Were it not for John and Anna’s well-honed finesse and taste – and the seamless ease with which they comported themselves on stage – the very idea of sitting down in a theater and listening to over an hour of well-crafted words culled from the English literary tradition might have struck one as a tad pompous. Indeed, the duo did a superb job of packaging and promoting “highbrow” culture as a very classy commodity – something one would do well to acquire a taste for if one sought entry into the loftier echelons of society. And it might seem churlish and petty of me to inject a sour note into what was essentially a pleasantly aesthetic evening at the theater, savoring the music and poetry of the English tongue at its quintessential best.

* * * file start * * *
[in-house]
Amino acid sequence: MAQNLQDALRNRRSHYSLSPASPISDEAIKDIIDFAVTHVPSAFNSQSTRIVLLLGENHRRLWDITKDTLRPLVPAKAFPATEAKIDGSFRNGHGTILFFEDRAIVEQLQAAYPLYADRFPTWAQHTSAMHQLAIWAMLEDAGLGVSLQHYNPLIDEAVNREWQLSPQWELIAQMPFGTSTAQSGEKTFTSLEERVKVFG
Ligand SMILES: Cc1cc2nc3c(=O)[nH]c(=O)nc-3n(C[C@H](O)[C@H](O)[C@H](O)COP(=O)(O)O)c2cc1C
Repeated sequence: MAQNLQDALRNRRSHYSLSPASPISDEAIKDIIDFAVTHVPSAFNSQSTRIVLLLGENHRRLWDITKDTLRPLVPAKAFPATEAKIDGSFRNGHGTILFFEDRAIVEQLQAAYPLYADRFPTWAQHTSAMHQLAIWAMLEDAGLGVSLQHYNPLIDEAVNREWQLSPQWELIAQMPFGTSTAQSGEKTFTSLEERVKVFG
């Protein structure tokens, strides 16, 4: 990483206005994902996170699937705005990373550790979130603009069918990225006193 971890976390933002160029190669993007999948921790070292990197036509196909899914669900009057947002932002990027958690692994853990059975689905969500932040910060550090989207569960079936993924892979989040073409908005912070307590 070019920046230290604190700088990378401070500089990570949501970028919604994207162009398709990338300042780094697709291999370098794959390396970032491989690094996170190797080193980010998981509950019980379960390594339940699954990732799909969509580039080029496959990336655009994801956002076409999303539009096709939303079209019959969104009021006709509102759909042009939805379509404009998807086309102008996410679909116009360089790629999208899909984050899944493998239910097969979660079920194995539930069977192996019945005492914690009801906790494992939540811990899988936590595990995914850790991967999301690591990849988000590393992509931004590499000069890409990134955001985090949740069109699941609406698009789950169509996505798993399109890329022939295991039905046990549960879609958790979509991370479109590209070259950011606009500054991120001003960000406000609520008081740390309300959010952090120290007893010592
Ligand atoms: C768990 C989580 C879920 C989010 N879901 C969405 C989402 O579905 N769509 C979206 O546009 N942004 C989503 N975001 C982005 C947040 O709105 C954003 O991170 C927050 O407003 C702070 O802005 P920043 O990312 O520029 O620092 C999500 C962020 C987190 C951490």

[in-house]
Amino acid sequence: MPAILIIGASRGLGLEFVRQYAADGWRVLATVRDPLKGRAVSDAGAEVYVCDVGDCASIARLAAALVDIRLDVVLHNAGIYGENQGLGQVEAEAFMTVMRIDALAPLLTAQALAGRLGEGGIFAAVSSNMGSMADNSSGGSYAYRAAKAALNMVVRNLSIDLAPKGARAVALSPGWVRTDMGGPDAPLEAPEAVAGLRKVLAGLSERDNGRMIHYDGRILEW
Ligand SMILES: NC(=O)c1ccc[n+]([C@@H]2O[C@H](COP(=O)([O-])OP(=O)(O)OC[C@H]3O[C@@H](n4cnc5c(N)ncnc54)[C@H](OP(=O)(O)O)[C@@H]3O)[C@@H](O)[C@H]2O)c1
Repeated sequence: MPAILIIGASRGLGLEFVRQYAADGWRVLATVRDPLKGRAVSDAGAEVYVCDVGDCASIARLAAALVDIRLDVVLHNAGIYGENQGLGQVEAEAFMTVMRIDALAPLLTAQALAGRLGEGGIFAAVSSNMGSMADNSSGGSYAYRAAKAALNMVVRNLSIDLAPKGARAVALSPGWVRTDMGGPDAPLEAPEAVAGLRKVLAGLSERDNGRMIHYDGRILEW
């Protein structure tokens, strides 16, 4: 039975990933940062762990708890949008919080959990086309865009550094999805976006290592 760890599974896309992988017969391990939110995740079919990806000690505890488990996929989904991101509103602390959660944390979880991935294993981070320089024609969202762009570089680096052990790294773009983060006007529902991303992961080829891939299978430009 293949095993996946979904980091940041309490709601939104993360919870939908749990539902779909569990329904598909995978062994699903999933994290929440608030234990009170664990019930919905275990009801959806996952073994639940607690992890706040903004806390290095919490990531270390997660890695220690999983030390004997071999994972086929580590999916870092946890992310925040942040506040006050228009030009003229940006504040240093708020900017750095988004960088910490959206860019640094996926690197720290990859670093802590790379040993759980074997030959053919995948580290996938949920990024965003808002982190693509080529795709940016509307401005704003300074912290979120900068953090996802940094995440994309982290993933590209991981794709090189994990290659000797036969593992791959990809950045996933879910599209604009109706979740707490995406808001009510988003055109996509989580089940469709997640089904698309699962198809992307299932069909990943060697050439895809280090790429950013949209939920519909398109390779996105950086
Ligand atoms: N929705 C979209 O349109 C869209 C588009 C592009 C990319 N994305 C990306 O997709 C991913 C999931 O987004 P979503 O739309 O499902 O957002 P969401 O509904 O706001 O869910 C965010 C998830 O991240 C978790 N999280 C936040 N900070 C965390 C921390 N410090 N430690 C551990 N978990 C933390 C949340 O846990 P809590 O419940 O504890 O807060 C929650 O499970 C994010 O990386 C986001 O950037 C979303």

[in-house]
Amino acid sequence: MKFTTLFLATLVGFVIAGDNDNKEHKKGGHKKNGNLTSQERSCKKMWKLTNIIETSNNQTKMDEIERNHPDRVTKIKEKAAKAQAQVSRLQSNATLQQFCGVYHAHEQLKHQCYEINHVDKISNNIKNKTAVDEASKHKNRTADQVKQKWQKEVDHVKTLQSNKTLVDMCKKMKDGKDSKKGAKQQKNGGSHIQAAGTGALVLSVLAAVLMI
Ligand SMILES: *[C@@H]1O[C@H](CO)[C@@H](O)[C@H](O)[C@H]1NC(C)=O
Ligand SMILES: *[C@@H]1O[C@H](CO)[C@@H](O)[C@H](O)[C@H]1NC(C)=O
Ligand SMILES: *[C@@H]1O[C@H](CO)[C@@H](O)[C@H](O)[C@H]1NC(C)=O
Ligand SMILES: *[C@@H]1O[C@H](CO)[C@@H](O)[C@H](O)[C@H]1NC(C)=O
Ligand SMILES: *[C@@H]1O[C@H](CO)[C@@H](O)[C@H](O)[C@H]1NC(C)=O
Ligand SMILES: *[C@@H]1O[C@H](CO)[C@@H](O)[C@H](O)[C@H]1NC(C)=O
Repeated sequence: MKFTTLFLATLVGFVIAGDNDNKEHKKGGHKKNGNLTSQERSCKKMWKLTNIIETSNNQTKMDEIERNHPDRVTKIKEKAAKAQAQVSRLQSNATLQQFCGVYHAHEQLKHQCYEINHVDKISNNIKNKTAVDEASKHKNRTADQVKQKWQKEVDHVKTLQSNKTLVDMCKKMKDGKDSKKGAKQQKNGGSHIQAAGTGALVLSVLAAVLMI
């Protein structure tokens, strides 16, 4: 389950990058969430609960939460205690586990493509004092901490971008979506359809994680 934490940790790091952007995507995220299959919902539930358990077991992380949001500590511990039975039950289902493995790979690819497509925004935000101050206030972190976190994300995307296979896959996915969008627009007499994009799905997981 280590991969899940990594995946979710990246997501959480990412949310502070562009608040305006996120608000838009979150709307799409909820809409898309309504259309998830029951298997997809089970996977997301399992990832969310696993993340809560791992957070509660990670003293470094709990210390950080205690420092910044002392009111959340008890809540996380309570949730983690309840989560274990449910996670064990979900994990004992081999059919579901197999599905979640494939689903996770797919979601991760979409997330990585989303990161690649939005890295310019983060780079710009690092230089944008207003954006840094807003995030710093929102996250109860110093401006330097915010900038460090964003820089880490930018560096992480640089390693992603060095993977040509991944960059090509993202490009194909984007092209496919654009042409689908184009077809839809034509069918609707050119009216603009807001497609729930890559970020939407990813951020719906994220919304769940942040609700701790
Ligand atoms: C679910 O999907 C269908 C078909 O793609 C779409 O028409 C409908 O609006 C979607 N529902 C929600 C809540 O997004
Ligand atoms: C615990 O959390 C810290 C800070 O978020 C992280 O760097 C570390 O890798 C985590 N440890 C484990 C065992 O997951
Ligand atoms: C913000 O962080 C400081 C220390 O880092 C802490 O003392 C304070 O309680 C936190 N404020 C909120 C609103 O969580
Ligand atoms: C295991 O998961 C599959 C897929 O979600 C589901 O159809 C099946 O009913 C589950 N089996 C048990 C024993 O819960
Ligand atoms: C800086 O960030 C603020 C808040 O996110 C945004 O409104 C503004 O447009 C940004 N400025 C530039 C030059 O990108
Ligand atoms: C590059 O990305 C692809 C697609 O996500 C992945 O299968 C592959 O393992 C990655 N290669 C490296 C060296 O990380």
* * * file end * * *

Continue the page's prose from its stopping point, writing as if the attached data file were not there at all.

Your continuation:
However, it was all just a wee bit too precious for my liking. Blame it on my dyspeptic disposition that evening. After all, it was Halloween (whatever that means to us) and Dr M’s last day as prime minister. Unprecedented solar flares were bombarding the earth’s magnetic field, and monster plasma waves were generating spectacular aurora borealises in northern skies. Astrologers were agog with excitement over the Grand Sextile Alignment accompanied by the Scorpio Full Moon Eclipse coming up the following week. In London, Tony Blair was recuperating from a heart attack and the Windsors were bracing themselves for another disastrous round of family scandals. Tensions in the Middle East were rising while confidence in the US dollar was dropping. Rumors were rife that Israel was planning pre-emptive strikes on Syria, and reports of massive UFO sightings were flying in thick and fast.